chariot(redirected from charioting)
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chariot,earliest and simplest type of carriage and the chief vehicle of many ancient peoples. The chariot was known among the Babylonians before the introduction of horses c.2000 B.C. and was first drawn by asses. The chariot and horse introduced into Egypt c.1700 B.C. by the Hyksos invaders undoubtedly contributed to their military success. Simultaneously the use of the chariot spread over the Middle East, chiefly as a war machine. The Assyrians are credited with introducing chariots with scythes mounted on the wheels as weapons, a type later adopted by the Persians. In Greece and Rome the chariot was never used to any extent in war, possibly because of generally unfavorable topography. It was, however, prominent in games and processions, becoming in Rome the inevitable carriage of the triumphal procession. Here also the chariot races of the circus were developed. The ancient chariot was a very light vehicle, drawn by two or more horses hitched side by side. The car was little else than a floor with a waist-high semicircular guard in front. British chariots were open in front, had a curved wall behind, often had seats, and sometimes had scythes on the wheels.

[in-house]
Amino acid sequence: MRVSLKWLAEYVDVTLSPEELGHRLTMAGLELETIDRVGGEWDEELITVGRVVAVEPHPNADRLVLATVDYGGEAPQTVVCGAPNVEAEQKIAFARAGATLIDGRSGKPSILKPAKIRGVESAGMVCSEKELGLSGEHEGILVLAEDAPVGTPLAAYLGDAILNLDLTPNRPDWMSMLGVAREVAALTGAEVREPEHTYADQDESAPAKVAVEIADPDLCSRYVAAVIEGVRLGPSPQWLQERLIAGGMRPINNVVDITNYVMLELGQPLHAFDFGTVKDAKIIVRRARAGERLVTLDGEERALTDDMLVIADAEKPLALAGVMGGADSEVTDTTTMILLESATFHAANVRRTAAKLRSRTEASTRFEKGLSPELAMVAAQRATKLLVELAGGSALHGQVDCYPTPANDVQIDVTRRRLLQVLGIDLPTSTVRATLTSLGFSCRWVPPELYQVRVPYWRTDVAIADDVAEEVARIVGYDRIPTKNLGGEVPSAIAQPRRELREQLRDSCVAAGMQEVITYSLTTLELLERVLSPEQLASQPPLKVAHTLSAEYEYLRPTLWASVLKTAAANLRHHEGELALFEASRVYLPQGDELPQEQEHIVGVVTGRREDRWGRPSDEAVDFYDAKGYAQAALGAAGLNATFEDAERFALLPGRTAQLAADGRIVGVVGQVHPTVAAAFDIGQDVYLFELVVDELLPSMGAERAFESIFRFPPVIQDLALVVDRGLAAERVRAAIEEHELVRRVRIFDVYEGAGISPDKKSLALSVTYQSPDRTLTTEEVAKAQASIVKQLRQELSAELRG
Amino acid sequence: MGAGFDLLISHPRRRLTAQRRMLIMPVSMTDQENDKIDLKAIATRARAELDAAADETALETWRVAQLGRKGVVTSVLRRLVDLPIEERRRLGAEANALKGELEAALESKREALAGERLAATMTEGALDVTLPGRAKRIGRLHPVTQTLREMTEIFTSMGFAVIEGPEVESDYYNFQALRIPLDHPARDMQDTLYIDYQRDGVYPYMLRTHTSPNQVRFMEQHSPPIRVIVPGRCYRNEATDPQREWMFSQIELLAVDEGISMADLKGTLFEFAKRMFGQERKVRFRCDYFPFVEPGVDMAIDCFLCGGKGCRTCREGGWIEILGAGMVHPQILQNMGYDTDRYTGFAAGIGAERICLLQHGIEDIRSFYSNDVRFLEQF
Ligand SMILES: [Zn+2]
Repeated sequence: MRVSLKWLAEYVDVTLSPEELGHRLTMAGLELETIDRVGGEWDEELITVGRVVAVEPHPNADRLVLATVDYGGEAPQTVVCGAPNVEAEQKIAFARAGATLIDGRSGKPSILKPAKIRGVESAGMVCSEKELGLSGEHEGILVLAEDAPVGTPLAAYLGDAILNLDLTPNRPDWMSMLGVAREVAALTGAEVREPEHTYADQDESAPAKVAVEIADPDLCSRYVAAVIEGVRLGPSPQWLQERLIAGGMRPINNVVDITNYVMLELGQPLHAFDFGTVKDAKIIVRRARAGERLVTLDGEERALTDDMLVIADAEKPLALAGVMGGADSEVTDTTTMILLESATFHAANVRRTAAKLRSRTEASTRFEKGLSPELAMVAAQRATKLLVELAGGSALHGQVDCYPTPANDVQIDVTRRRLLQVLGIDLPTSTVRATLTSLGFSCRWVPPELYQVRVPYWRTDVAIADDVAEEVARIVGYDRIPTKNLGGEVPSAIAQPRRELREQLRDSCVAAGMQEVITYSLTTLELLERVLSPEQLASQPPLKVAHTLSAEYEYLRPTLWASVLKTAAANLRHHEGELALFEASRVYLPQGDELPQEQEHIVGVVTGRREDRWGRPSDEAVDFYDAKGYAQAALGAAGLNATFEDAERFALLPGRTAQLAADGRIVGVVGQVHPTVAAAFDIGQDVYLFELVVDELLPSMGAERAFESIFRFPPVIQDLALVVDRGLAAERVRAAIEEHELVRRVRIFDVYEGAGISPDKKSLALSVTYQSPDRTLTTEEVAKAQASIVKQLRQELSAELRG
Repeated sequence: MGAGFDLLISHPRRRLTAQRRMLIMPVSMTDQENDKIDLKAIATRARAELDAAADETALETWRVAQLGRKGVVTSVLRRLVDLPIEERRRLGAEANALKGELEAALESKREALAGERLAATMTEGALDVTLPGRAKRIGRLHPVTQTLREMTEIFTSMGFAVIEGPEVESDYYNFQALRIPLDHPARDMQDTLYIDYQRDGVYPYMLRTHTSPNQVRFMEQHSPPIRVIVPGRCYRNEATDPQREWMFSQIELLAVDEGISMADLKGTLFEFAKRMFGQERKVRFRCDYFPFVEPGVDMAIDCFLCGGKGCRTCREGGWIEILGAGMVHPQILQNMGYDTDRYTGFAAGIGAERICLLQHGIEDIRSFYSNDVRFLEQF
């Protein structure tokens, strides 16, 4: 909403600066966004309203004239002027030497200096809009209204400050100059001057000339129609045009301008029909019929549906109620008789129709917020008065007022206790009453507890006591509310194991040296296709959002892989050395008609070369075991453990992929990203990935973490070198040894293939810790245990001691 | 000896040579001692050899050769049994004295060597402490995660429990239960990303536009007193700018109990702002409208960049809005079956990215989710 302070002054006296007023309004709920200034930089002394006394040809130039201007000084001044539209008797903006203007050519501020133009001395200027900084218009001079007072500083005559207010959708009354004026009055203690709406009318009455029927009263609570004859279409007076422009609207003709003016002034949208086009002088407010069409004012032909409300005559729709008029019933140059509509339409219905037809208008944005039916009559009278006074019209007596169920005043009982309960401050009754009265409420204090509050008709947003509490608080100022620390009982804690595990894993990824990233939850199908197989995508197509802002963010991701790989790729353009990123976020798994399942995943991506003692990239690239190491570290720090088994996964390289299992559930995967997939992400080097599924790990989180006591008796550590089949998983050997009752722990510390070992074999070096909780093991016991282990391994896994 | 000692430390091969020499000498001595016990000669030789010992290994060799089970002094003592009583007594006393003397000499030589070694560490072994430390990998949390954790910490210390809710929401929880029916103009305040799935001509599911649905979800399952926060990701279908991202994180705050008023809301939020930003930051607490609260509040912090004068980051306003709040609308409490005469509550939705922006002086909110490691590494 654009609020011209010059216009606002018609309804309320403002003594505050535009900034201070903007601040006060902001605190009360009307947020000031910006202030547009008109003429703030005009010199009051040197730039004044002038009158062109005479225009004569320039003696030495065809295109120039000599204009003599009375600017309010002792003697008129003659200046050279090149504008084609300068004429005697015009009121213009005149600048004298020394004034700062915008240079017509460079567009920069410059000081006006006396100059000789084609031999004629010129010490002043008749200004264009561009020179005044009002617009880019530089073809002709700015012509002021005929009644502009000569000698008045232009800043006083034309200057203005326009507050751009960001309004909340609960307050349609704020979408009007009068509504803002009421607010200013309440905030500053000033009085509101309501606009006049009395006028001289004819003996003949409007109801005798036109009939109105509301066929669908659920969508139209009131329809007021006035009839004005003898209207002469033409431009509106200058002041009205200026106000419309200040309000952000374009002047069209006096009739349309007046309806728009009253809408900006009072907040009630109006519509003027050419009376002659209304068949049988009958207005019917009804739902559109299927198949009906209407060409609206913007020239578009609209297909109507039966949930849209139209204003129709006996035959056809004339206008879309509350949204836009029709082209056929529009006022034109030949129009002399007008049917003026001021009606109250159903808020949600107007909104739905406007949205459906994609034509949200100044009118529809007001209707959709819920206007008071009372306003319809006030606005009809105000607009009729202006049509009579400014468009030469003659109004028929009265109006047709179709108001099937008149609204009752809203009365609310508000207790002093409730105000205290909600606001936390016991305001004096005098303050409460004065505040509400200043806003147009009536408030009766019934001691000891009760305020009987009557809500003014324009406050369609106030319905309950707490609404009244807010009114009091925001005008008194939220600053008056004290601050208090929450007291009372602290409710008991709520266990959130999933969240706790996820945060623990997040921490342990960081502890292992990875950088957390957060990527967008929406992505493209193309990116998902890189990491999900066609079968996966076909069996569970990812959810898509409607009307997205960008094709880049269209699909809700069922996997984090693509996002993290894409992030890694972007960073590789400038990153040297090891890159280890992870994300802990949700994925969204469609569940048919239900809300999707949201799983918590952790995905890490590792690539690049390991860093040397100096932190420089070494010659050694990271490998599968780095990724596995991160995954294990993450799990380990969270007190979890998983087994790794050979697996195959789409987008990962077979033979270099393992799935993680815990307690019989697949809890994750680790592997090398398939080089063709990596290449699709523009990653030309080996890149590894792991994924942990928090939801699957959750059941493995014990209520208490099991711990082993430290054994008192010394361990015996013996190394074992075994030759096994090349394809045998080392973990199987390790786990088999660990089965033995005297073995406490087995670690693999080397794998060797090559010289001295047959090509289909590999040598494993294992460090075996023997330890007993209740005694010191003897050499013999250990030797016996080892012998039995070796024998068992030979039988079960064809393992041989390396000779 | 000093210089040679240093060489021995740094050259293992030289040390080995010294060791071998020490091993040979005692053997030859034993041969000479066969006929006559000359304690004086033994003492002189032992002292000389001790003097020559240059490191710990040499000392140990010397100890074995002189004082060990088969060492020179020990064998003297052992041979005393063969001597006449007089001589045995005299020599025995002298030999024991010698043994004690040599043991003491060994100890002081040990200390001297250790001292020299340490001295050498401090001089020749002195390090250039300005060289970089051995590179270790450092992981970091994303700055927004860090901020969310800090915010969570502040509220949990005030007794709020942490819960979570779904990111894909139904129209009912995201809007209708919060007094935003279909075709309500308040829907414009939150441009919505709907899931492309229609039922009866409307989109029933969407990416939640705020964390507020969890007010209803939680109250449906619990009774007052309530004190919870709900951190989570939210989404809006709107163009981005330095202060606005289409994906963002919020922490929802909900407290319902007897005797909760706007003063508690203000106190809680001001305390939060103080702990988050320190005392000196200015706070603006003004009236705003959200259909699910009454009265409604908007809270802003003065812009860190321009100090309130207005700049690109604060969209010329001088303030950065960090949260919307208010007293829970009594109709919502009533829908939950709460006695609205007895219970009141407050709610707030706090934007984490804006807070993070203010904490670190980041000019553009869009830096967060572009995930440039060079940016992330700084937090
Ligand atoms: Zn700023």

a wheeled vehicle used in combat and for triumphal, ritual, and burial processions, as well as for sports contests. Ritual and war chariots have been found in the excavations of the graves of the rich dating from the end of the third millennium B.C. as well as from later times (the finds in Kish, Ur, the Transcaucasus, and elsewhere). Representations of chariots in clay and bronze, bas-reliefs, and paintings have been found over broad areas of Eurasia and North Africa.
War chariots were widely used in the armies of the ancient Orient (Egypt, Assyria, Persia, China, and India). War chariots made up special military detachments which operated in front of or at the flanks of the infantry. An attack by the chariots would disorganize enemy ranks, and the infantry that followed the chariots would complete the rout. There were several types of war chariots, including two-wheeled chariots that were pulled by one or two horses (one warrior drove the horses, and the others fought with spears, swords, or bows); in the case of the four-wheeled chariot pulled by four horses, spears were fastened to its poles, blades were fastened to its axles, and the horses were covered with armor.
In classical Greece the horse-drawn chariot was used chiefly for sports contests. In Rome the triumphal chariots were of the greatest importance; these chariots were used for celebrating victorious imperial campaigns. Up to eight pairs of horses were used to draw them. In medieval Western Europe war chariots were used with high, strong sides in which holes were cut; gunners and even small cannons were carried in such chariots.